A three-ingredient jelly recipe that uses no sugar? It almost sounds too good to be true… Except it is true, and truly good whether it’s spread on English muffins or Southern cornbread.
If you harvest your honey and lemons from a backyard or a farmers’ market, this is about as local as you can get. Both flavors complement each other beautifully without turning too sweet or too tart.
Admittedly, when I first made my test batch, I forgot to add the pectin. I couldn’t figure out why my jelly would not set, even after two days of being tucked away in cool temperatures. Doh! But rather than re-boiling all the jellies with pectin, I decided to keep one jar as-is in the refrigerator. That single jar of lemon-honey syrup has become one of my favorite ways to sweeten a cup of hot tea, and it makes a delicious drizzle over vanilla bean ice cream. I might try it in oatmeal, too.
So whether you decide to make jelly or syrup, intentionally or unintentionally, you will love it either way!
Makes 4 half-pints
5 to 6 lemons
2 1/2 cups honey
3 tablespoons (or 1 packet) low-sugar powdered pectin (I use Ball RealFruit Low or No-Sugar Needed Pectin)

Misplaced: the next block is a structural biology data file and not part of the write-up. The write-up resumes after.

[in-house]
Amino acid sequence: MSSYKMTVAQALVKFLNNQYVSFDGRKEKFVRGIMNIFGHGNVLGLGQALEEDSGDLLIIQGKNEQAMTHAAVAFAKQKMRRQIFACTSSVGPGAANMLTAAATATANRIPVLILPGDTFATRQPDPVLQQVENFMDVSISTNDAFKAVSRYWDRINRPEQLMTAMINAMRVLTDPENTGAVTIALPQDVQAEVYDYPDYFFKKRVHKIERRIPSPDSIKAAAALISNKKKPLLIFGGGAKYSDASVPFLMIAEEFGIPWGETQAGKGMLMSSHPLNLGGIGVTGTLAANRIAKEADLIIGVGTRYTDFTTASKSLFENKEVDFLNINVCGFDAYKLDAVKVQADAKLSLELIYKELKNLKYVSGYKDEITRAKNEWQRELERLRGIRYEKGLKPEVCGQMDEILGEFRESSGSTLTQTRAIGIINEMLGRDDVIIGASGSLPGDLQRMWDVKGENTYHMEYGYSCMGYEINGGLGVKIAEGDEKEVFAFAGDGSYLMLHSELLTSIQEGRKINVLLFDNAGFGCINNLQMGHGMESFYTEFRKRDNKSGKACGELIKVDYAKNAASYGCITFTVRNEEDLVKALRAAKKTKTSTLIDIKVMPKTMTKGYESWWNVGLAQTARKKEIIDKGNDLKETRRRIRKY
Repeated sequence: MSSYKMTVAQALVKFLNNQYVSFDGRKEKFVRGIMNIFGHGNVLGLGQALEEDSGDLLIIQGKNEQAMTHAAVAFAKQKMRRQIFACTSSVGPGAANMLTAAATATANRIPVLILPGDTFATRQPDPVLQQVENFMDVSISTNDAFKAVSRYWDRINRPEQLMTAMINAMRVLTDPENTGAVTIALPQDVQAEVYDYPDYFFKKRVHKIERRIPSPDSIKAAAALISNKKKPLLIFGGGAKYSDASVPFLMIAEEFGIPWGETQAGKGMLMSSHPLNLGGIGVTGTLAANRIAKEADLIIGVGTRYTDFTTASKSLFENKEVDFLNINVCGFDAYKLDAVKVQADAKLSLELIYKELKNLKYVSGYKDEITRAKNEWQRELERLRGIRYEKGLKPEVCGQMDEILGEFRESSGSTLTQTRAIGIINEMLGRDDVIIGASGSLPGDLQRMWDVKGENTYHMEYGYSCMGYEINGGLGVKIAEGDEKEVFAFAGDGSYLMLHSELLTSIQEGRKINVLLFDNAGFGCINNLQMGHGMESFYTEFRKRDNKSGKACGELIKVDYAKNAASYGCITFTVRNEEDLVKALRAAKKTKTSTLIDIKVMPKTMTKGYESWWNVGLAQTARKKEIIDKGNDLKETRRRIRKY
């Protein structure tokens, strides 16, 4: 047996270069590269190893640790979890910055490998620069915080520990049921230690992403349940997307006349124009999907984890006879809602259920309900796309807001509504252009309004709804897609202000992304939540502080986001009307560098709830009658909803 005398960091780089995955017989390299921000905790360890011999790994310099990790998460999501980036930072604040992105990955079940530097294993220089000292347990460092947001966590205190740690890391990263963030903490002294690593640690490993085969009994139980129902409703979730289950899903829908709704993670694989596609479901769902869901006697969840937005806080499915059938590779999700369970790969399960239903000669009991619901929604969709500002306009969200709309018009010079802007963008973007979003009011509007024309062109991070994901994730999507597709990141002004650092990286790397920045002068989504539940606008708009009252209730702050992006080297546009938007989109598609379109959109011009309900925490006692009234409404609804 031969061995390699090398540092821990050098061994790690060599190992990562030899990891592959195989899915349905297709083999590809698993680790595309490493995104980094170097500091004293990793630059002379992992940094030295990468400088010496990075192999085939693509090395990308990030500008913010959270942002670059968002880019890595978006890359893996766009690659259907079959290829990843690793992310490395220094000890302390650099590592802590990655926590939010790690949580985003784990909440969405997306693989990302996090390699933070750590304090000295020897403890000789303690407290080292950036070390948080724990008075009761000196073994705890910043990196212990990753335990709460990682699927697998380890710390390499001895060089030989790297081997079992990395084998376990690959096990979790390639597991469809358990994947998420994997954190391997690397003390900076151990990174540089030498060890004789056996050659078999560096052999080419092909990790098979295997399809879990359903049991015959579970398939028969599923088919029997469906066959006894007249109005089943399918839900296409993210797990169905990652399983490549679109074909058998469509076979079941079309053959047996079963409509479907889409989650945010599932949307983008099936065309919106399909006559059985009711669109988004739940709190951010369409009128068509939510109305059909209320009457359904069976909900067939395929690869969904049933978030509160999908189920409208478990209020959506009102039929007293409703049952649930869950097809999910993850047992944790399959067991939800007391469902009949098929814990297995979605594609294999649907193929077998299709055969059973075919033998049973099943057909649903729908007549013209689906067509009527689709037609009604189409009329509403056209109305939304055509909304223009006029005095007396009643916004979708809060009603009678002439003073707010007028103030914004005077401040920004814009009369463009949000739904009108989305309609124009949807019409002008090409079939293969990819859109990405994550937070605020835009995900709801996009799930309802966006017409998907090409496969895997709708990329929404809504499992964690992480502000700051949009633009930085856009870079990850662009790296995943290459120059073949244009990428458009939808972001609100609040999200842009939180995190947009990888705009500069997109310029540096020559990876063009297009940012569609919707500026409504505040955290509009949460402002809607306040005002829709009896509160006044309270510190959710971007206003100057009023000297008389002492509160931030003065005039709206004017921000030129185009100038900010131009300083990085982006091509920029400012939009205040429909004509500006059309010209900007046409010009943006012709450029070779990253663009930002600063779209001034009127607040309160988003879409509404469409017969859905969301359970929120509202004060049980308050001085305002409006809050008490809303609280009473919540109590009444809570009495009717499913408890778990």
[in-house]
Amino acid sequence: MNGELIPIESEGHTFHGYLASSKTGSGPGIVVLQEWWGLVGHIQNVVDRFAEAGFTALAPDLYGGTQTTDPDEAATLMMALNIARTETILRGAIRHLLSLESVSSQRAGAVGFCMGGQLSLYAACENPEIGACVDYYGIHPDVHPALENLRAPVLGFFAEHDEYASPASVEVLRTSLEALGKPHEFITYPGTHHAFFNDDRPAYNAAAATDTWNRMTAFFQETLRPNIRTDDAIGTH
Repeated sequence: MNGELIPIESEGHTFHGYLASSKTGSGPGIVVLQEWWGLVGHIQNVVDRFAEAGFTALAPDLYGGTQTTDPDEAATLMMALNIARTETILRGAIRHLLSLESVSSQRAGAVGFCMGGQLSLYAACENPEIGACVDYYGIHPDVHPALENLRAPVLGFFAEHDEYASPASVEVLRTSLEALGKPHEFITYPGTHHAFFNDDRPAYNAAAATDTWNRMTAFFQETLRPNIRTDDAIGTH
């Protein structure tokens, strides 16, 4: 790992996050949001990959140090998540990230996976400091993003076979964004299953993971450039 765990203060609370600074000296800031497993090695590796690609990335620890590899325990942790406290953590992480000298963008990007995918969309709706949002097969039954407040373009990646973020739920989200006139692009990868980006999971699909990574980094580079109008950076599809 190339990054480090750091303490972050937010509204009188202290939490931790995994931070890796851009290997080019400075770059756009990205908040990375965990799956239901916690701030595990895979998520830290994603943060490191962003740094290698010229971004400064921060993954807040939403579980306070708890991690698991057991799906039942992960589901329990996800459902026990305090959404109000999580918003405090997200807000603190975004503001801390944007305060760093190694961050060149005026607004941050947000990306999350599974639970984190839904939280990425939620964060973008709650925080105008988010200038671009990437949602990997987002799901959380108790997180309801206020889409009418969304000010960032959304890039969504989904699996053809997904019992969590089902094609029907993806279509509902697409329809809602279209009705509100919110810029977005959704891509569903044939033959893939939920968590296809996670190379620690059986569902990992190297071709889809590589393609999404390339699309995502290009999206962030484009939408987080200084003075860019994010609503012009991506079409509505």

Making Your Lemon-Honey Jelly
Wash and scrub your lemons thoroughly. Using a Microplane or fine grater, zest your lemons and set aside 1 tablespoon of zest for your jelly. The remaining zest can be stored in the freezer for future use (we don’t want to waste any part of the lemon!).
Squeeze enough juice from your lemons to measure 1 full cup. If necessary, strain any pulp or seeds from the juice. The liquid does not need to be crystal clear as you’ll be adding zest to the jelly.
In a large pot, combine the lemon juice, lemon zest, honey, and pectin, and stir well. Don’t use any pot smaller than 4 quarts, because when this thing boils and bubbles up, it really expands!
Bring the mixture to a full rolling boil, stirring constantly. Boil hard for a few minutes, then remove from heat.
Ladle the hot jelly into hot, clean jars. Wipe the rims with a damp towel to ensure a safe seal, then secure with lids and rings.
Process the jars in a boiling water bath for 10 minutes, adjusting the time as needed for altitude.
Did I mention the syrup version is really good on cornbread? Home-baked cornbread, at that. Mmmmm.